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*[[Tremors]]
 
*[[Tremors]]
   
==Neuroleptic symptoms==
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The extrapyramidal system can be affected in a number of ways, which are revealed in a range of extrapyramidal symptoms such as [[akinesia]](inability to initiate movement) and [[akathisia]](inability to remain motionless).
These are the neurological side effect of [[antipsychotic medication]], the [[major tranquilizers]] (eg.[[haloperidol]], [[chlorpromazine]], [[thioridazine]]etc ). These are used to control [[psychoses]] such as [[schizophrenia]] but can also be used to treat the [[behavioral disturbances] associated with [[Alzheimer's disease]].
 
   
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===Neurological disorders===
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The best known EPS is [[tardive dyskinesia]] (involuntary, irregular muscle movements, usually in the face). Other common EPS include [[akathisia]] (restlessness), [[dystonia]] (muscular spasms of neck - [[torticollis]], eyes - [[oculogyric crisis]], tongue, or jaw; more frequent in children), drug-induced [[parkinsonism]] (muscle stiffness, shuffling gait, drooling, tremor; more frequent in adults and the elderly),
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Although [[Parkinson's Disease]] is primarily a disease of the [[nigrostriatal pathway]] and not the extrapyramidal system, loss of [[dopaminergic neurons]] in the [[substantia nigra]] leads to dysregulation of the extrapyramidal system. Since this system regulates [[posture]] and skeletal muscle tone, a result is the characteristic [[dyskinesia]] of Parkinson's.
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[[Extrapyramidal symptoms]] can also be caused by brain damage, as in athetotic [[cerebral palsy]], which is involuntary writhing movements caused by prenatal or perinatal brain damage.
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===Treatment for extrapyramidal symptoms===
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[[Anticholinergic]] drugs are used to control [[neuroleptic]]-induced EPS, although [[akathisia]] may require [[beta blocker]]s or even [[benzodiazepine]]s. If the EPS are induced by a [[typical antipsychotic]], EPS may be reduced by dose titration or by switching to an [[atypical antipsychotic]], such as [[aripiprazole]], [[ziprasidone]], [[quetiapine]], [[olanzapine]], [[risperidone]] or [[clozapine]]. These medications have a different mode of action which means they are associated with fewer extrapyramidal side effects than "conventional" antipsychotics ([[chlorpromazine]], [[haloperidol]], etc.).
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Commonly used medications for EPS are [[benztropine]] (Cogentin), [[diphenhydramine]] (Benadryl), and [[trihexyphenidyl]] (Artane).
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Other [[antidopaminergic]] drugs like the [[antiemetic]] [[metoclopramide]] or the [[tricyclic antidepressant]] [[amoxapine]] can also cause extrapyramidal side effects.
   
   
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==See also==
 
==See also==
 
*[[Basal ganglia]]
 
*[[Basal ganglia]]
*[[Extrapyramidal tracts]]
 
 
   
 
[[Category:Extrapyramidal tracts]]
 
[[Category:Extrapyramidal tracts]]

Latest revision as of 16:48, December 28, 2011

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Extrapyramidal symptoms (EPS) are a variety of symptoms that occur as a result of malfunctioning of the extrapyramidal system due to neurological disorder or the side effects of drugs. As this part of the brain functions in the control of movement the symptoms occur either because of too much movement or too little and are associated with movement disorders. The symptoms include:-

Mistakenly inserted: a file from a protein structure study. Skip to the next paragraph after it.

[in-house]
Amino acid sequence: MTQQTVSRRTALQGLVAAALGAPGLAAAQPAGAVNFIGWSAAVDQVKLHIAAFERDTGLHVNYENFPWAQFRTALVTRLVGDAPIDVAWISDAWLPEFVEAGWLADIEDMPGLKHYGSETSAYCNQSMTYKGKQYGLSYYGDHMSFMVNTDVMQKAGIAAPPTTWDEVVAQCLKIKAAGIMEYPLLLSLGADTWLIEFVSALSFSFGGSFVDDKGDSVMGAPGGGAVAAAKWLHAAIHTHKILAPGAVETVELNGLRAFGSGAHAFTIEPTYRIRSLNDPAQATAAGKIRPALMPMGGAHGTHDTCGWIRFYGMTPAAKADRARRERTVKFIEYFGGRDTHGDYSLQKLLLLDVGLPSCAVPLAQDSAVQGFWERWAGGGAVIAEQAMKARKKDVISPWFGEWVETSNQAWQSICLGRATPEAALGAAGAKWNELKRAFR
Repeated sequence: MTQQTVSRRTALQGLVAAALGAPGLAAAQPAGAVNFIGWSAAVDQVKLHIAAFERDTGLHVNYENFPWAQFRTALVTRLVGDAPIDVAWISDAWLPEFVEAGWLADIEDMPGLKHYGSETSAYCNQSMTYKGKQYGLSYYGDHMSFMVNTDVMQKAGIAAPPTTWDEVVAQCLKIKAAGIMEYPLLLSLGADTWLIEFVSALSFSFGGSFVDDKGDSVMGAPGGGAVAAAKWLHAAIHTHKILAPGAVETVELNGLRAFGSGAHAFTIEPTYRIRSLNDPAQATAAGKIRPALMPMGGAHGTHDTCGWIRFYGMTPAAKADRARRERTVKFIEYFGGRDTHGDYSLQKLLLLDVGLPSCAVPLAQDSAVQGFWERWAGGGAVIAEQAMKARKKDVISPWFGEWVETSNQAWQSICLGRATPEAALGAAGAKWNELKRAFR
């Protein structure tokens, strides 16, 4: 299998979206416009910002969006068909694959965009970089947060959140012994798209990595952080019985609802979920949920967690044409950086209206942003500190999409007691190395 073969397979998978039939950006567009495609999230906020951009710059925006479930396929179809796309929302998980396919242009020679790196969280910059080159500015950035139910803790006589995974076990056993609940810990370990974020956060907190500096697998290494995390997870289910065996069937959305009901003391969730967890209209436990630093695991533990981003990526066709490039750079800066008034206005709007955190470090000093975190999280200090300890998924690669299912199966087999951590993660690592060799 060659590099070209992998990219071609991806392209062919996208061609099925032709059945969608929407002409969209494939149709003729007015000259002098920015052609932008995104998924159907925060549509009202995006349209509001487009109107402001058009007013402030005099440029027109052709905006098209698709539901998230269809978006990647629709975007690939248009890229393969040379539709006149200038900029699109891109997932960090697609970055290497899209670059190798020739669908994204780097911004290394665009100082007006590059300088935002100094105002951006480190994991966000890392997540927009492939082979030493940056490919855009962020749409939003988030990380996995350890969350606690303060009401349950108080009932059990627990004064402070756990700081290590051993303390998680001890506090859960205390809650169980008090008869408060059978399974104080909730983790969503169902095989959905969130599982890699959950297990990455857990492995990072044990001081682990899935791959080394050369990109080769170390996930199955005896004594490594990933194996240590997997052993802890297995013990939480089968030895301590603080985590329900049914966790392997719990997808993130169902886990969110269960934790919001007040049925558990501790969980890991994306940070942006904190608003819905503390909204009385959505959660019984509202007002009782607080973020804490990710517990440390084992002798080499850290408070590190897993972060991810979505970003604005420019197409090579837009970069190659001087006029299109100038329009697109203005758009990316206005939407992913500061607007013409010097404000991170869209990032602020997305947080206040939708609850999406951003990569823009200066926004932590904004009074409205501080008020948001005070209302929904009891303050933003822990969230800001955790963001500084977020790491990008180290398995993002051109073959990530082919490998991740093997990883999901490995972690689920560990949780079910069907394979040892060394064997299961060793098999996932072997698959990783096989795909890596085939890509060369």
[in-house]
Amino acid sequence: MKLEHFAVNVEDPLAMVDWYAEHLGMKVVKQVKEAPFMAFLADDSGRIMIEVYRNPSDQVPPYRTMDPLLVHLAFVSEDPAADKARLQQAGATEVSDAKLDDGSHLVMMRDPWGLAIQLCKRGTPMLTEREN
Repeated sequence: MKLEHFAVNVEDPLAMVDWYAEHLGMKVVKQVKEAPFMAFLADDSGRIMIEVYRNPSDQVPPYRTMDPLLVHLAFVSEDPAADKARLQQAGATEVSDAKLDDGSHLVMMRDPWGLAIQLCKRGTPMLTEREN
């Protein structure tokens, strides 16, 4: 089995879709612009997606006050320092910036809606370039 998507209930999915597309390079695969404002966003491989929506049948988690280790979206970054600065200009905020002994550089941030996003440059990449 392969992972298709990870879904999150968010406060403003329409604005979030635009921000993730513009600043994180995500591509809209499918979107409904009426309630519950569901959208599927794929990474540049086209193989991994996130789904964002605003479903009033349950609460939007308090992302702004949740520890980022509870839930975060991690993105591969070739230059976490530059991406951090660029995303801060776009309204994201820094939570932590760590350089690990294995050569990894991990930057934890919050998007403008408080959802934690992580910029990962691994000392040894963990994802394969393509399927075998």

The extrapyramidal system can be affected in a number of ways, which are revealed in a range of extrapyramidal symptoms such as akinesia(inability to initiate movement) and akathisia(inability to remain motionless).

Neurological disordersEdit

The best known EPS is tardive dyskinesia (involuntary, irregular muscle movements, usually in the face). Other common EPS include akathisia (restlessness), dystonia (muscular spasms of neck - torticollis, eyes - oculogyric crisis, tongue, or jaw; more frequent in children), drug-induced parkinsonism (muscle stiffness, shuffling gait, drooling, tremor; more frequent in adults and the elderly),

Although Parkinson's Disease is primarily a disease of the nigrostriatal pathway and not the extrapyramidal system, loss of dopaminergic neurons in the substantia nigra leads to dysregulation of the extrapyramidal system. Since this system regulates posture and skeletal muscle tone, a result is the characteristic dyskinesia of Parkinson's.

Extrapyramidal symptoms can also be caused by brain damage, as in athetotic cerebral palsy, which is involuntary writhing movements caused by prenatal or perinatal brain damage.

Treatment for extrapyramidal symptomsEdit

Anticholinergic drugs are used to control neuroleptic-induced EPS, although akathisia may require beta blockers or even benzodiazepines. If the EPS are induced by a typical antipsychotic, EPS may be reduced by dose titration or by switching to an atypical antipsychotic, such as aripiprazole, ziprasidone, quetiapine, olanzapine, risperidone or clozapine. These medications have a different mode of action which means they are associated with fewer extrapyramidal side effects than "conventional" antipsychotics (chlorpromazine, haloperidol, etc.).

Commonly used medications for EPS are benztropine (Cogentin), diphenhydramine (Benadryl), and trihexyphenidyl (Artane).

Other antidopaminergic drugs like the antiemetic metoclopramide or the tricyclic antidepressant amoxapine can also cause extrapyramidal side effects.


TreatmentEdit

See alsoEdit

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